Immediately following the last captain’s log entry, a surprise visit was made by four officers from our home planet who were on a special diplomatic mission in honor of the anniversary of our world’s independence from the Englingons (This is a horribly confusing sentence. What we mean to say is that some representatives from the US Embassy in Nepal came to Ilam as part of a program celebrating the American independence day.)
Our last few days have been calm and filled with meticulous preparation (we’ve been buying tea and souvenirs and soaking in the beautiful landscapes of Ilam as our time slips away) for our return to the galactic capital (Kathmandu).
Most recently, in an attempted financial transaction, one team member was barred from withdrawing money by the Holy Goat that holds free reign in the town center (there’s literally a Holy Goat that wanders the Ilam bazaar and it would not budge from in front of the door to the ATM).
Back on the Enterprise, we are gearing up for a long journey to what some call home and reflecting on the last week’s adventures.
In a mere 3 days, we will depart. We are sad to leave this part of the galaxy, but have cultivated numerous meaningful friendships and new opportunities.
My Dearest Hamburger,
I have been counting the days we’ve been apart. I received your package last week and it made a powerful impression on my heart (we got the batteries!). It is as if I now have a little piece of your heart. I bring it everywhere I go, hoping it will map the way back to you.
I celebrated Murrikaa’s birthday last week. I ordered her a cake with red, white, and blue frosting, but was disappointed to pick up a cake in orange, green, and brown. Luckily she and her friends (NCDC) didn’t know the significance of the colors and enjoyed the cake anyway. For me, the sugar in the cake was nothing compared to your sweet buns.
I had a chance encounter with our friend Muna in the bazaar. It was wonderful to see her, but her presence just reminded me of your absence. I long for you as I long for Muna’s chiyaa.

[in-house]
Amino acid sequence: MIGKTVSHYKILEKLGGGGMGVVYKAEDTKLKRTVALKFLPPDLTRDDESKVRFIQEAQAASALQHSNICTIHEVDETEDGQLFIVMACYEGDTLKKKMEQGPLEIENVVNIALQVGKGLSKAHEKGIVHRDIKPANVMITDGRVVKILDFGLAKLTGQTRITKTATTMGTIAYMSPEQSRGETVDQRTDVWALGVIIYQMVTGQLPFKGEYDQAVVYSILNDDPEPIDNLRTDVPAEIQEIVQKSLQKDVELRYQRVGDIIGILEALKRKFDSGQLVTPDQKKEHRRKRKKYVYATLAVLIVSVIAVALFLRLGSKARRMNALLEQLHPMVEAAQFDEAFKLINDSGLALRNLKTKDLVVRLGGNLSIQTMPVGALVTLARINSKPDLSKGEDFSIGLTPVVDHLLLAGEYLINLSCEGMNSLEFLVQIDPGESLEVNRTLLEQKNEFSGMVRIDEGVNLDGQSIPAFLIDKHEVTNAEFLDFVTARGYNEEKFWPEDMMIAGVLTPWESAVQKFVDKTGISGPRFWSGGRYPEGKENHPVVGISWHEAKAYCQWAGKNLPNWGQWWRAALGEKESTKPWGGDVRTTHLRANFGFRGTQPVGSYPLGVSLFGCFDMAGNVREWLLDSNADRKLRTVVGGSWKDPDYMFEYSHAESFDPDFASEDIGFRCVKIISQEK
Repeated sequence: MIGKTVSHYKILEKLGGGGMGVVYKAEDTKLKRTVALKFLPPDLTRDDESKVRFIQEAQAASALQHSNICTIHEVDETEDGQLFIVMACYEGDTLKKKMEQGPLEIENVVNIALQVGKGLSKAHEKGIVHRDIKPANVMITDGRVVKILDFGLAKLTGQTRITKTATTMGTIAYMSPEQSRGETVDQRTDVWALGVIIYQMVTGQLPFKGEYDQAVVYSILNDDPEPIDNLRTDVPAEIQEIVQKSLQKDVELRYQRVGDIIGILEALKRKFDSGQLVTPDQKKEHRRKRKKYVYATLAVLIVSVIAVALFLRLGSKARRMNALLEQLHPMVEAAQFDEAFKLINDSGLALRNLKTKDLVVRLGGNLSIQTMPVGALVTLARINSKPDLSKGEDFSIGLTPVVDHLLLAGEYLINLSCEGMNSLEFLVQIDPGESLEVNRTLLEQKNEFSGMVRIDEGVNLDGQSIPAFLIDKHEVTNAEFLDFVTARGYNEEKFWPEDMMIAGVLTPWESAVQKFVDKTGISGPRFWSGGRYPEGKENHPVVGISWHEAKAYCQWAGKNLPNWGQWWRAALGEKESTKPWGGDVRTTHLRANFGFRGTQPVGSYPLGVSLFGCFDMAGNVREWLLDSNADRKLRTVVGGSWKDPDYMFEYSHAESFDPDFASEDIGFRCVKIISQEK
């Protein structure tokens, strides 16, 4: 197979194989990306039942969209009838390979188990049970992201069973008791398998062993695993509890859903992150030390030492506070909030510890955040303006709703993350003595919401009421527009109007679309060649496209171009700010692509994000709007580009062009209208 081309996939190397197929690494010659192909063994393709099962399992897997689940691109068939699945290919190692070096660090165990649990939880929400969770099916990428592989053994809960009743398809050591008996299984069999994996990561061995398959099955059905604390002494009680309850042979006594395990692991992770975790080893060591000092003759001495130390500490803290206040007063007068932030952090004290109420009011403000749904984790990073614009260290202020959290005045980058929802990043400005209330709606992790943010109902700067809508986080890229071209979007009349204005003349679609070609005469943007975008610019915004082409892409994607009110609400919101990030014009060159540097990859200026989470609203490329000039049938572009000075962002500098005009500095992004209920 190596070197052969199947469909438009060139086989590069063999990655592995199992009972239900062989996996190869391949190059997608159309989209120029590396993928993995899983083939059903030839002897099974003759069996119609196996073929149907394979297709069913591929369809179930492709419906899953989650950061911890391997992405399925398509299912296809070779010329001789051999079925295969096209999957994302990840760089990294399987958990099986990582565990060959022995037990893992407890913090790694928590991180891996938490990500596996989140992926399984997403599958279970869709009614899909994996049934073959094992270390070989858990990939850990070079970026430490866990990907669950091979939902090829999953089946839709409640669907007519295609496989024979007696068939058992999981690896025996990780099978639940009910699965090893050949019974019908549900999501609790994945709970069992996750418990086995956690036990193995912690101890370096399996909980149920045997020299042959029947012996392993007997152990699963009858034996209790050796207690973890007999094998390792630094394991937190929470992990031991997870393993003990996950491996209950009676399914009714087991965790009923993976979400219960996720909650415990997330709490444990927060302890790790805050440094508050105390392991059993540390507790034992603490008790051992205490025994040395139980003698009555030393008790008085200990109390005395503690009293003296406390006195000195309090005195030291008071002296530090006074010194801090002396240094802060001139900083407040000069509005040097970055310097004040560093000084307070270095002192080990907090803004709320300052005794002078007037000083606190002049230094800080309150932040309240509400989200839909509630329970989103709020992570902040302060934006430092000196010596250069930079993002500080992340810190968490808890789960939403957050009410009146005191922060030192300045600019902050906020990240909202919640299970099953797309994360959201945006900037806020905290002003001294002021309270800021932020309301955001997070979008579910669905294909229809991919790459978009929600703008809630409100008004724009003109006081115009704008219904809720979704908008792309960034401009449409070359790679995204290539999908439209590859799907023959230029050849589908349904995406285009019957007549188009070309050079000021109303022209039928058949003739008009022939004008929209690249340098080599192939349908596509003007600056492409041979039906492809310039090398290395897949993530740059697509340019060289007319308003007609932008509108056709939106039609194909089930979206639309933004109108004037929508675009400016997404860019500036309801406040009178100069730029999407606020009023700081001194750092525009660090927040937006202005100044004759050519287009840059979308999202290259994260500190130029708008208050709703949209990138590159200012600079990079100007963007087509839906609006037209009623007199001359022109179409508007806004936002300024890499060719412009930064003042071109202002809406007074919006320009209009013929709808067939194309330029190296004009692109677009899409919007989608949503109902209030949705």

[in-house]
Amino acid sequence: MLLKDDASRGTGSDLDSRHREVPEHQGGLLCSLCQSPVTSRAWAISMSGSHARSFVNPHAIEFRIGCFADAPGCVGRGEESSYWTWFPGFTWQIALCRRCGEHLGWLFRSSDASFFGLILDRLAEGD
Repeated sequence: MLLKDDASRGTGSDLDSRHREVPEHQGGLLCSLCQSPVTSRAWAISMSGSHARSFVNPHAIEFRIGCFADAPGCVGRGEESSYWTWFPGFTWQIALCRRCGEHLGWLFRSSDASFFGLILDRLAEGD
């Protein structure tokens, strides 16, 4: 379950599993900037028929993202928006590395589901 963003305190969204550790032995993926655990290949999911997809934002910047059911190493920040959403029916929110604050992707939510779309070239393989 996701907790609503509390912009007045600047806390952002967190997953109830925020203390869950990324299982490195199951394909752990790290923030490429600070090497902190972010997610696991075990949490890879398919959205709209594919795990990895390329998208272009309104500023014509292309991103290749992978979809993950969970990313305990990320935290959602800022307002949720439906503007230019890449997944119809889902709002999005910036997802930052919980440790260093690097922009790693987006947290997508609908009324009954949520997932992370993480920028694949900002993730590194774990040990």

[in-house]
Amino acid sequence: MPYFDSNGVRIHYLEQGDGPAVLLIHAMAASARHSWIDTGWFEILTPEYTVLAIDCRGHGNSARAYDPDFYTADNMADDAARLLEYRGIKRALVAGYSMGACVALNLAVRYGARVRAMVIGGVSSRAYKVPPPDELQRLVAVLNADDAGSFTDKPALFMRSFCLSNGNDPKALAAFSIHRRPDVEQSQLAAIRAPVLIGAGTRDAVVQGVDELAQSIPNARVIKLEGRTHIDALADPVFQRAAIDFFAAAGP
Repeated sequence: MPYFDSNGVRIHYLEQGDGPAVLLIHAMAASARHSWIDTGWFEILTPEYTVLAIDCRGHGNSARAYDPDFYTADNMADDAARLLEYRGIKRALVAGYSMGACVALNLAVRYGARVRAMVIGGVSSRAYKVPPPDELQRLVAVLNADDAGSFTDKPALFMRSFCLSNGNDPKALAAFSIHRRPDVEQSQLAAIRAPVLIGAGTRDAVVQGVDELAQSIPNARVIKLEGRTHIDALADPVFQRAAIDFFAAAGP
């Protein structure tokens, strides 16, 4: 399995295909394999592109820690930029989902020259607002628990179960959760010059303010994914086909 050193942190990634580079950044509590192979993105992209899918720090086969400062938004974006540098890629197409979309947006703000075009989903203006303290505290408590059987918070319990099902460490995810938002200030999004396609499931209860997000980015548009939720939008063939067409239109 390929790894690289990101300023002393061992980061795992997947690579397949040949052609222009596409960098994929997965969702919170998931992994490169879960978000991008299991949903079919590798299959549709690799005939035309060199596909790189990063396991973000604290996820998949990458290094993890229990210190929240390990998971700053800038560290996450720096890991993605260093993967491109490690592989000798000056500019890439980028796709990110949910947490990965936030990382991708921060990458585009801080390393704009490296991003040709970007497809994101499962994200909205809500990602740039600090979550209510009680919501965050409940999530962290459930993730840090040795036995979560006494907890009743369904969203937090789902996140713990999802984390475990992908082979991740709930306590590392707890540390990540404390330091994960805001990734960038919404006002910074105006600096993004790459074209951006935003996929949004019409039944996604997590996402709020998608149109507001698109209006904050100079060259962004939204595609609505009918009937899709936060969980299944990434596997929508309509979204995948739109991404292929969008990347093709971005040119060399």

My friend Manish has left for India. Although I will miss passing afternoons drinking tea with him, I miss having a milkshake with you much more.
Prakash and Pradeep helped distract me from my sorrows by hosting a lovely dinner. Corn, sweet rice, and paneer dazzled my taste buds, but fell short of the succulent taste of you on my lips.
The rain won’t let up, just like the tears in my eyes. If only I could hold you again, the sun would shine on my heart. Instead, my heart molds in sadness.
Nothing can fill the void inside me. I just hope you will be waiting for me when I return.
Missing you awfully,
Your biggest fan
(The EWB team)
5:25 PM – We receive word that our mentors back home have acquired and shipped off new survey batteries. Morale is good.
Saturday, June 28
9:20 AM – The Green City Women’s Group program is nearly a success. People gather, despite any present danger, to clean and beautify the bazaar and bring in plants, but the sudden and torrential rains drive everyone to shelter. We hope the cloudy skies are not an omen of things to come.
2:00 PM – The need for support and training in a nearby village, Mai Pokhari, leads us to bid farewell to Li-Mae. She departs into the fog with Rashmina and Bhupal, in the hopes that they can spread hope that we will all make it through this safe and sound.
Sunday, June 29
3:44 PM – We receive a tattered scrap of paper – the remnants of a message Li-Mae attempted to send via messenger pigeon. What is legible reads “….There are allies in Mai Pokhari. The female community health volunteers are eager to improve their situation. Plans are set to construct many new toilets and soon they will declare the village open defecation free….Reports are positive; there have been no attacks here for 5 days….” The good news lifts our spirits and, though we take refuge, waiting for batteries to continue field work, we glimpse hope.
Monday, June 30